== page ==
C Reactive protein 0.2... it's supposed to be less than 5.0

I tested negative for ANA on the immunology.

Posted: Sat Jun 12, 2010 10:35 am
by Merlyn
dlb-can you ask to see a hematologist? They would run all of the iron metabolism panel for you probably... don't know what it is like in Alberta trying to get into see a specialist. I was amazed at how quick I got in. But with your family history, which sounds like hemochromatosis, perhaps you could get a referral? It is so frustrating, the nonsense about phlebotomy when they will do all kinds of outrageous treatments but recoil from this.

Posted: Sat Jun 12, 2010 10:46 am
by dlb
Thanks for the advice. I really do have to just sink my teeth into this & get the panels done to start with! Talk about recoil - even when I mention this to my family, they look at me like I just grew another eyeball. Good idea to just ask for a referral to a hematologist.

Posted: Sat Jun 12, 2010 11:14 am
by Merlyn
dlb-and I have been telling every health professional I have contact with about my phlebotomy experience, some find it interesting, some label me kind of crazy immediately. But I figure if I can link the two... MS/bloodletting! perhaps familiarity will lessen the freak out factor.

I think maybe heterozygotes use iron efficiently. I gather this gene developed when iron is very hard to get in the diet. I mean they have all the theories about other heavy metals and how the less the amount that accumulates, the healthier the subject. And how we are set up metabolically to survive transient reduction in calories. I don't believe we understand how a given individual processes individual diets and how sensitive an individual might be to a given nutrient. I don't know whether blood type has anything to do with it, I am a blood type A. and maybe I do do better on vegetarian fare. Blood type A's tend to have very low stomach acid, and I am finding adding some to my meal is very helpful. Maybe blood type A's do better on low iron... whatever the reasons, we can conclude it's all very complicated!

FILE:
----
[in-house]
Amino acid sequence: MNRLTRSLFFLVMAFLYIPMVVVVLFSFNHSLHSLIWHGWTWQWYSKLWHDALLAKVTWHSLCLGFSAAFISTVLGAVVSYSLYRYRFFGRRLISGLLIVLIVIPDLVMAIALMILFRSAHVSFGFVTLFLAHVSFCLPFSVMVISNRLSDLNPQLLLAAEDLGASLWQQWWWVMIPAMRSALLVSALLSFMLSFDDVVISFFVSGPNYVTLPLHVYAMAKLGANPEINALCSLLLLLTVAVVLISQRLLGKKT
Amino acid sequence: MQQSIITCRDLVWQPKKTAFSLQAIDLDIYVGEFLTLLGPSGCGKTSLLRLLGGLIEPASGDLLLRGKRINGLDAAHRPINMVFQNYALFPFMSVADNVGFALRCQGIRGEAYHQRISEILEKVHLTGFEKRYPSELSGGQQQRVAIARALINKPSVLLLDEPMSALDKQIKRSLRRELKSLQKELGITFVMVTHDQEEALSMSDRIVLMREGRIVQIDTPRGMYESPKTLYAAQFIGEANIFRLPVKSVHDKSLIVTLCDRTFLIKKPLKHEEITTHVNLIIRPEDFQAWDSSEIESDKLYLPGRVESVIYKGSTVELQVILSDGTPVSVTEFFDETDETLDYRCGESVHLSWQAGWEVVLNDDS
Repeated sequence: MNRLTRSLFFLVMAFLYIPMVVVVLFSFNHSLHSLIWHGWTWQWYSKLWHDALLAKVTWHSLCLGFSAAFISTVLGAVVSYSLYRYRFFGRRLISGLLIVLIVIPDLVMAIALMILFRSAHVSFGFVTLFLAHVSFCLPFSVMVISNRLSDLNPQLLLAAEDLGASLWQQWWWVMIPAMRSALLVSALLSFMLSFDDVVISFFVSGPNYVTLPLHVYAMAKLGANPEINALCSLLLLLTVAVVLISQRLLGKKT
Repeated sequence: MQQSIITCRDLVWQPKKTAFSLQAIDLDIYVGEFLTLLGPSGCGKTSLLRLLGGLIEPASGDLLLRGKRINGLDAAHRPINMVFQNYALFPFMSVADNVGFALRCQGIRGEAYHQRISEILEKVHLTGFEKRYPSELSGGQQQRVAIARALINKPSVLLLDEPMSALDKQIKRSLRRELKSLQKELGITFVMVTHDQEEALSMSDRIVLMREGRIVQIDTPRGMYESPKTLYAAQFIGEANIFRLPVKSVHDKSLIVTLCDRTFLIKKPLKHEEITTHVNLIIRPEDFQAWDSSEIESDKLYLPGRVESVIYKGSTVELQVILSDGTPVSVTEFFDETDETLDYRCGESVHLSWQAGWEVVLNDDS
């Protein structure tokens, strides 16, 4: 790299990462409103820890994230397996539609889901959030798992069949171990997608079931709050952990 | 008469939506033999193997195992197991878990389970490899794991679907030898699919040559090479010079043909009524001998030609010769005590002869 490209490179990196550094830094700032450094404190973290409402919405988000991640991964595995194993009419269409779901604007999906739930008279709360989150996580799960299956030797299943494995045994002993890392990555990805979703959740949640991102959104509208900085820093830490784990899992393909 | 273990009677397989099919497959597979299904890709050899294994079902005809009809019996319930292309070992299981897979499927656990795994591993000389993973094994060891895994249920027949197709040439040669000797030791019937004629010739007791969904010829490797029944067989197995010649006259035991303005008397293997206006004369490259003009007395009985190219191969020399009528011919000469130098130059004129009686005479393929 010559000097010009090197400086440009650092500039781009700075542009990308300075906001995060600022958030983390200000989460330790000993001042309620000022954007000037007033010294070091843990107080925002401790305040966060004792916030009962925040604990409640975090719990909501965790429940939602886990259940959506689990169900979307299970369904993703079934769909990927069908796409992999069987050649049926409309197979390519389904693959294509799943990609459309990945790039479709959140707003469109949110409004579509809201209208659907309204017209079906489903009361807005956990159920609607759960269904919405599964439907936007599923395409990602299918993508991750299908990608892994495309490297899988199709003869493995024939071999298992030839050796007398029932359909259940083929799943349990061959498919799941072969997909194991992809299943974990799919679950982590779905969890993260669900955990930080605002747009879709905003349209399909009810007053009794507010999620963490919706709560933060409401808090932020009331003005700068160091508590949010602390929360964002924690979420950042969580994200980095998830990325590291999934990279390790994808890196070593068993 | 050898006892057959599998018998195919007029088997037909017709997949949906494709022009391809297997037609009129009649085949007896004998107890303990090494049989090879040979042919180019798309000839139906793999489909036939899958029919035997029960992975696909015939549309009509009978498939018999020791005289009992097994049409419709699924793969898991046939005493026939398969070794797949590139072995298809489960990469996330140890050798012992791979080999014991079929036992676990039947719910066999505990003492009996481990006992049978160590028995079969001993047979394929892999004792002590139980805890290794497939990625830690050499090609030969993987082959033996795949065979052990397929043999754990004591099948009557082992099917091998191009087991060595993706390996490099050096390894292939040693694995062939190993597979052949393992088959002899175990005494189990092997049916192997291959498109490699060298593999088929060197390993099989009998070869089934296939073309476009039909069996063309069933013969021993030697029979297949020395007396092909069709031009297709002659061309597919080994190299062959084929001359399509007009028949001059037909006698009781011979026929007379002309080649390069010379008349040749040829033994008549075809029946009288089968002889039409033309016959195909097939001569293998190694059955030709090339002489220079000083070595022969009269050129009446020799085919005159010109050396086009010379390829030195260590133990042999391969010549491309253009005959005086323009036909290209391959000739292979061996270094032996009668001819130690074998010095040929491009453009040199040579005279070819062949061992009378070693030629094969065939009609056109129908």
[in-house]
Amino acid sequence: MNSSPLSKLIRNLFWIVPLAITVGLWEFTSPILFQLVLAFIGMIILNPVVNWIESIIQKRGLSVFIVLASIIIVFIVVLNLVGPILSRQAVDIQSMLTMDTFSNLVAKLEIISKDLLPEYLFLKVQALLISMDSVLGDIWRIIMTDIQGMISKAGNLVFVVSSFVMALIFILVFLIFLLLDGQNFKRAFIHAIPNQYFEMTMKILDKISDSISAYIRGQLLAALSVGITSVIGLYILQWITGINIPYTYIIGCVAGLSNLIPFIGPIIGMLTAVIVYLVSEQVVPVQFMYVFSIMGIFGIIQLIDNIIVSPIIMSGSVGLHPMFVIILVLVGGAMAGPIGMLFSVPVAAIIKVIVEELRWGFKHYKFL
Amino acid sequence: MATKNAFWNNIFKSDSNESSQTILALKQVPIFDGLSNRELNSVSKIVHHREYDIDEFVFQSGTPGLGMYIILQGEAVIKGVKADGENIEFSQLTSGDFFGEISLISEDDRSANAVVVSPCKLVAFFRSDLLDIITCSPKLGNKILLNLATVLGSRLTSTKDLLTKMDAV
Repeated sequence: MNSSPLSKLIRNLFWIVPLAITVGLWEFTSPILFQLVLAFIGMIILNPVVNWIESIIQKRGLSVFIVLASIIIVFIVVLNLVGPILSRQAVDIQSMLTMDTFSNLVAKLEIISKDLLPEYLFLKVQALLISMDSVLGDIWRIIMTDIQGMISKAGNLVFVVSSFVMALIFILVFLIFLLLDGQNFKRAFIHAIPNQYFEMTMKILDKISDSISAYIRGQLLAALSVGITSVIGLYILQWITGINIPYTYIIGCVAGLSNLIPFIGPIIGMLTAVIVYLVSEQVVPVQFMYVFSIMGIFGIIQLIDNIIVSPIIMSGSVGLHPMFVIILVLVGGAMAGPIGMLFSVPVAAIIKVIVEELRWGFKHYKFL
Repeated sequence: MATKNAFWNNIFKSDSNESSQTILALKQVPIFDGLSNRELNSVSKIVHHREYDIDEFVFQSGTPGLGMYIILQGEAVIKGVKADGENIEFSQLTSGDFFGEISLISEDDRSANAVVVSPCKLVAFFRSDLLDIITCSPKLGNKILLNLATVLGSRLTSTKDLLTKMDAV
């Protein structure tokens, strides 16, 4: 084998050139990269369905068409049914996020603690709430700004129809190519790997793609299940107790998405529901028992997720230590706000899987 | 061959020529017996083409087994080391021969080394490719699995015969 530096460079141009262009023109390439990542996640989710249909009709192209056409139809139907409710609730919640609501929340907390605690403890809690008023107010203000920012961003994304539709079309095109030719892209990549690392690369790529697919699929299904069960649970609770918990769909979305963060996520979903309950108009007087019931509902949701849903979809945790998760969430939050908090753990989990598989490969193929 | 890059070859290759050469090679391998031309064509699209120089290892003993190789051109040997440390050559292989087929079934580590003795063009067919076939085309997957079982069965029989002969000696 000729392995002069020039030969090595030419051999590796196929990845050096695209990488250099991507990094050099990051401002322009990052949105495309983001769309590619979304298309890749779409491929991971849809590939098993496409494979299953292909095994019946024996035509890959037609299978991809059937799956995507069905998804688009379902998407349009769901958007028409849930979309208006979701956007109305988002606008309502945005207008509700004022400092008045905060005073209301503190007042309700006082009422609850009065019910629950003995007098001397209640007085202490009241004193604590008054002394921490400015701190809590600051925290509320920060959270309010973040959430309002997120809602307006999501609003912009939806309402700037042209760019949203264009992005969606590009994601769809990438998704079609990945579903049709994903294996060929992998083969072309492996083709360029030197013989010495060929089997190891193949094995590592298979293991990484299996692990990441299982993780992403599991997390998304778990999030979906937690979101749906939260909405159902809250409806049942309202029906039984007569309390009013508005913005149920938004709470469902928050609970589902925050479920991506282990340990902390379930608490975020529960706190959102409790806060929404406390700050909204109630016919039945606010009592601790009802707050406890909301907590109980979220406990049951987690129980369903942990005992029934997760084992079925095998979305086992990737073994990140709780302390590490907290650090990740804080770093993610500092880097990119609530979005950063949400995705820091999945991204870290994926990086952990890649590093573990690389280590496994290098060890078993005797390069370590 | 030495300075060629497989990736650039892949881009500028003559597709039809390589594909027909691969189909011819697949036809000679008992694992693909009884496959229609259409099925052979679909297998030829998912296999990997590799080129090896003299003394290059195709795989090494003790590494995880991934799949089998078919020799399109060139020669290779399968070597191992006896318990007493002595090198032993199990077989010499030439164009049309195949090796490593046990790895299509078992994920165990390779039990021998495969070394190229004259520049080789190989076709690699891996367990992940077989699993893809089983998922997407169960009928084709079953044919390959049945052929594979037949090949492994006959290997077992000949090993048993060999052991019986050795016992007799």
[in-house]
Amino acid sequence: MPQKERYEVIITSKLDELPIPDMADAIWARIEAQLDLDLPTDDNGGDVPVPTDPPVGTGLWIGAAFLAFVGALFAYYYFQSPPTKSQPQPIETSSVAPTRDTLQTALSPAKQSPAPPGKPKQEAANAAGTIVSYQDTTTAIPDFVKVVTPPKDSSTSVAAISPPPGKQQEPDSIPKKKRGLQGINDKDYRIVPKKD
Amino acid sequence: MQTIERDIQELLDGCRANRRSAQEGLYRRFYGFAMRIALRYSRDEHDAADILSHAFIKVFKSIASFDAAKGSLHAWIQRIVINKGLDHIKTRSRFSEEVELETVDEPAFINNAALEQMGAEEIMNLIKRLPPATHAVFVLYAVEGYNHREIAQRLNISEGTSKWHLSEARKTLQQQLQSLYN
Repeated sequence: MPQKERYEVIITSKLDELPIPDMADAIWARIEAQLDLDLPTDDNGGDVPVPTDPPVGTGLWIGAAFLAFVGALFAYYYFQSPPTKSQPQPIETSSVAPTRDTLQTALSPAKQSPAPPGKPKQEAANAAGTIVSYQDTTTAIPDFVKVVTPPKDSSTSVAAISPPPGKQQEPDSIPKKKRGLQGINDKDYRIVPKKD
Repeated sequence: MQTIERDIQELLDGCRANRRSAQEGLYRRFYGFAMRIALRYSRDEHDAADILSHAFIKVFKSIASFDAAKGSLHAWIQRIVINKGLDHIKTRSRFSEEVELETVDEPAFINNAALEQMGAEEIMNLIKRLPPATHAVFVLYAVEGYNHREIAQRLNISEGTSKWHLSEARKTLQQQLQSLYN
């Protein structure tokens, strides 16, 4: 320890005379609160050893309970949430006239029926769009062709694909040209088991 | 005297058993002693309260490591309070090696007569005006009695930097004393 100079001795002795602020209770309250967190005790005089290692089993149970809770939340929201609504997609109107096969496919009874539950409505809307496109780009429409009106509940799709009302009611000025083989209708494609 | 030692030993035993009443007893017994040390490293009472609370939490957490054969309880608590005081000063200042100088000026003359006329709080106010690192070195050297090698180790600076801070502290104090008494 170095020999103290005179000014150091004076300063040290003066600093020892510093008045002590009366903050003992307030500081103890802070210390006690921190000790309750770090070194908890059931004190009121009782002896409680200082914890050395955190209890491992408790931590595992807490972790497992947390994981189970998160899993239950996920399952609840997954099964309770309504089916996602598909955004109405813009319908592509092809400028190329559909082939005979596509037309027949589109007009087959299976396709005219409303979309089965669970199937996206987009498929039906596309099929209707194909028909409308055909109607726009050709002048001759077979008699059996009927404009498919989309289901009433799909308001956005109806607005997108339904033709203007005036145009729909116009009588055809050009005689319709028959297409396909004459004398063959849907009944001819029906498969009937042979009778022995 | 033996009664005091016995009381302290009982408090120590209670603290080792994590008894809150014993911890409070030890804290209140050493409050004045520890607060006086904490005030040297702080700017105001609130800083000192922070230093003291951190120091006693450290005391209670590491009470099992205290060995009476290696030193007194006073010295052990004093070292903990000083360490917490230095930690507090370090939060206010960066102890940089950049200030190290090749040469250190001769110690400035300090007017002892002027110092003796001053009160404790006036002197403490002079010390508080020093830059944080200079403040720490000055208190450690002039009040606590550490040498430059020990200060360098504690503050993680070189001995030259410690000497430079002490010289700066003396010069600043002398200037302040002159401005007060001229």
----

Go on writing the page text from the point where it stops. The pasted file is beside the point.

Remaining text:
Posted: Sat Jun 12, 2010 11:36 am
by blossom
MERLYN, thanks for your post and thanks to you other guys too. this whole ccsvi thing, the ctos, the bloodletting, the iron, the diet etc. is like watching this big puzzle come together. all these things definitely to me are having a big impact on ms. it may be little pp steps right now but i feel the foot print it will leave will be hugh. hopefully real soon. wish we could get some of the dr.'s really working together on this and they are given the ok to give us the treatments we want and need. bloodletting under a dr.'s supervision is not near as dangerous as a lot of the drugs used. when bloodletting or any of these other things are helping someone--what's the crime. please keep posting and the best to you.

Posted: Sat Jun 12, 2010 2:32 pm
by shye
I think reticulocyte count is counting the immature red blood cells produced by bone marrow--so it looks like you are not producing the normal amt of red blood cells--so a type of anemia.
Was your reticulocyte low PRIOR to any phlebotomy? That would be the key question here I think. The reason for frequent phlebotomies is to induce anemia--and then to stop for a while until iron builds up again.
So maybe you reached the right point.

Posted: Sun Jun 13, 2010 9:50 am
by Merlyn